Rhode Island is home to five natural wildlife refuges including “our own” at Sachuest Point just 5 miles from the Cliffside Inn.
With nearly three miles of trails, the Sachuest Point offers visitors the chance to experience several environments where one can view a variety of animals and plants in their natural habitat.
A walk through the nature preserve is the perfect activity for any nature lover or photographer.
From Military Defense to Wildlife Protection
During the 1600s, right up to the early 1900s Sachuest Point was used primarily for farming and sheep grazing.
During the Second World War, the United States Navy used the point as a rifle range and a communications center.
After the war, Sachuest Point was acquired by the Audubon Society of Rhode Island and in the 1970s, the wildlife property was transferred back to the Federal Government and it became the Sachuest Point Wildlife Refuge; a national wildlife park.
In 1984 the refuge was fully established to its current 242 acres of wildlife protection.
Bring Your Cameras and Binoculars
With more than 200 bird species to see, the refuge is the perfect place for any avid bird watcher. On the coastline alone, visitors are likely to see loons, elders, and gannets. The refuge is also home to other migrating birds, such as the peregrine falcon and even the snowy owl.
Before exploring the many sites throughout the refuge, be sure to stop in at the newly-renovated visitor center (open daily from 10:00 am to 4:00 pm), and see the exhibits.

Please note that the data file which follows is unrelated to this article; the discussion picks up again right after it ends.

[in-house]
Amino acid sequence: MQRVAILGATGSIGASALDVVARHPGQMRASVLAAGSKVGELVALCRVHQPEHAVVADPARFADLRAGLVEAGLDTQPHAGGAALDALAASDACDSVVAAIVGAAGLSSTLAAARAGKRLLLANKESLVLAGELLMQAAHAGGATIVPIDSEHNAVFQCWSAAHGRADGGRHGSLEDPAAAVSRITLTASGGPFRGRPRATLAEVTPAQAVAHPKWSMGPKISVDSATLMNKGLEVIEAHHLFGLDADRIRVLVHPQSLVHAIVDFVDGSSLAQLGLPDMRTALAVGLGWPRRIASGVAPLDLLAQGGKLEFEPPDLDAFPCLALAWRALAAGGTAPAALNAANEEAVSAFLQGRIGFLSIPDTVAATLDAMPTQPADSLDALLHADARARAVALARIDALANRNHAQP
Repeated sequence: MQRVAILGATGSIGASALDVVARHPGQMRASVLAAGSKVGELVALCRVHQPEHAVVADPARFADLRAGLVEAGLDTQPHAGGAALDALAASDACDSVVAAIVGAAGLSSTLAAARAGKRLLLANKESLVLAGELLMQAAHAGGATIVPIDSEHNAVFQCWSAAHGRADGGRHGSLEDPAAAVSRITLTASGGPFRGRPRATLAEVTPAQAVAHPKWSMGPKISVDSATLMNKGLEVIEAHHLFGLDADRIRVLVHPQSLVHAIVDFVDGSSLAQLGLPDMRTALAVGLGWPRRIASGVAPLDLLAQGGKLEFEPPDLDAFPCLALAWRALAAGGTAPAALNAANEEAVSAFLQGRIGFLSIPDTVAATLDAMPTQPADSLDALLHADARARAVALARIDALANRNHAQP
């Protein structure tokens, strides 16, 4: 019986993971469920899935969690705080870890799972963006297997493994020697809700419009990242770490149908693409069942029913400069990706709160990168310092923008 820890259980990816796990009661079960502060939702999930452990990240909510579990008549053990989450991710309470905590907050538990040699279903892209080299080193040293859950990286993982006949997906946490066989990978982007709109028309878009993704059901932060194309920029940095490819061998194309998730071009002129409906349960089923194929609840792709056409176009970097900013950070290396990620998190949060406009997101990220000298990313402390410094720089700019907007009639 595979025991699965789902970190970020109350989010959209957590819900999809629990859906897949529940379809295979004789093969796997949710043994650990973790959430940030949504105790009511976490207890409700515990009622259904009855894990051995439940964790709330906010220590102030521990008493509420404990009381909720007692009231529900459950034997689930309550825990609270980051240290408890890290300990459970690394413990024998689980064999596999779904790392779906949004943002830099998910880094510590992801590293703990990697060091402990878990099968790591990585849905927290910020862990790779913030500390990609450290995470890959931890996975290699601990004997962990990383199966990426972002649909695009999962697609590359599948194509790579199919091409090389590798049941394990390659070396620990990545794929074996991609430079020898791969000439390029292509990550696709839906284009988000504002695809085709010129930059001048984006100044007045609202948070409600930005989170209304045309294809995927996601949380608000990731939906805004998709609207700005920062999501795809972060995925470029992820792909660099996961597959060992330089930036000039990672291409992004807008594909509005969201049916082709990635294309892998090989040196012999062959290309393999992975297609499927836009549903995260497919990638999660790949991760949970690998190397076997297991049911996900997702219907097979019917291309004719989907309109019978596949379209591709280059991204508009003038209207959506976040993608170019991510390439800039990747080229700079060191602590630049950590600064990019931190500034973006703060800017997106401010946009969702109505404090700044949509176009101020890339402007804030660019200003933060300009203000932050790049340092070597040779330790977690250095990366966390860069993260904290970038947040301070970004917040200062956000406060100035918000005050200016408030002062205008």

Popular Sites To See
- Salt Marsh & The Sharp-tailed Sparrow: Sachuest Point includes 40 acres of marshlands and rocky shorelines along the perimeter of the refuge. Salt marsh is a natural habitat between the land and sea. It is defined mainly by salt marsh grasses and other plants that have adapted to root in the mud. The sharp-tailed sparrow makes its home in these marshlands, and visitors are likely to see this songbird during the spring and summer months.
- New England Cottontail & Shrubland: The New England Cottontail is the only native cottontail species in Rhode Island. Unfortunately, their population has been declining due to a lack of safe natural habitats, and it is on the verge of becoming an endangered species. The refuge has been planting and creating natural habitats of native shrubs and brush piles in order to help preserve the endangered cottontail on its land.
- Cobble Beach & Harlequin Duck: Cobble Beach is a great area to check out migrating birds and their nesting areas. The refuge offers great views of shorebirds in their natural habitats. Spectators will have the opportunity to see these shorebirds hunt for worms, mollusks, and crustaceans. Harlequin ducks can also be seen along the refuge’s coastline. Known for its vibrant clownlike plumage, this diving duck is rare to see along the Atlantic, but an impressive amount of Harlequins gather around off the shores of Sachuest Point.
Our inn offers a relaxing place to stay while visiting Newport and Sachuest Point. The refuge is a short ten minute ride from Cliffside along a breathtaking coastline.